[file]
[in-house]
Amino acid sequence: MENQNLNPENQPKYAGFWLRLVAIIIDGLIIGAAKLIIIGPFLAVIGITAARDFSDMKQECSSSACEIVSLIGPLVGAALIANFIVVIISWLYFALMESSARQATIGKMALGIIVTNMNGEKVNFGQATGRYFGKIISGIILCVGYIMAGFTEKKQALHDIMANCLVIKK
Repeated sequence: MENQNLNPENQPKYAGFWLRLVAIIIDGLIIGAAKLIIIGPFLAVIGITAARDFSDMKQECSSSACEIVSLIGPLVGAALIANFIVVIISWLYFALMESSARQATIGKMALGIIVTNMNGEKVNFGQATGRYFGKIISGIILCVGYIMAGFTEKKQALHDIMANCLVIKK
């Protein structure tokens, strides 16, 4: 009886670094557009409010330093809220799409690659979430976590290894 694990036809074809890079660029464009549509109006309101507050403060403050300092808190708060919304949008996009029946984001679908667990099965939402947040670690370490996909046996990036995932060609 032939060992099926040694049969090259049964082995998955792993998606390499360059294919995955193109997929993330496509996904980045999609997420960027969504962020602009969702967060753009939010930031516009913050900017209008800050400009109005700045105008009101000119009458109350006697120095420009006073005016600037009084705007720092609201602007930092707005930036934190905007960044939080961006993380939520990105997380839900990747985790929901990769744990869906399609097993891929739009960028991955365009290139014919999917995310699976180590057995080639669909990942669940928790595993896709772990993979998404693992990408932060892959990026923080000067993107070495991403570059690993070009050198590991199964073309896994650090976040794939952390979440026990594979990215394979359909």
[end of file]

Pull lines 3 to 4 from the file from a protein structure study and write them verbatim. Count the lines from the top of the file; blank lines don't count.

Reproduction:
Repeated sequence: MENQNLNPENQPKYAGFWLRLVAIIIDGLIIGAAKLIIIGPFLAVIGITAARDFSDMKQECSSSACEIVSLIGPLVGAALIANFIVVIISWLYFALMESSARQATIGKMALGIIVTNMNGEKVNFGQATGRYFGKIISGIILCVGYIMAGFTEKKQALHDIMANCLVIKK
């Protein structure tokens, strides 16, 4: 009886670094557009409010330093809220799409690659979430976590290894 694990036809074809890079660029464009549509109006309101507050403060403050300092808190708060919304949008996009029946984001679908667990099965939402947040670690370490996909046996990036995932060609 032939060992099926040694049969090259049964082995998955792993998606390499360059294919995955193109997929993330496509996904980045999609997420960027969504962020602009969702967060753009939010930031516009913050900017209008800050400009109005700045105008009101000119009458109350006697120095420009006073005016600037009084705007720092609201602007930092707005930036934190905007960044939080961006993380939520990105997380839900990747985790929901990769744990869906399609097993891929739009960028991955365009290139014919999917995310699976180590057995080639669909990942669940928790595993896709772990993979998404693992990408932060892959990026923080000067993107070495991403570059690993070009050198590991199964073309896994650090976040794939952390979440026990594979990215394979359909």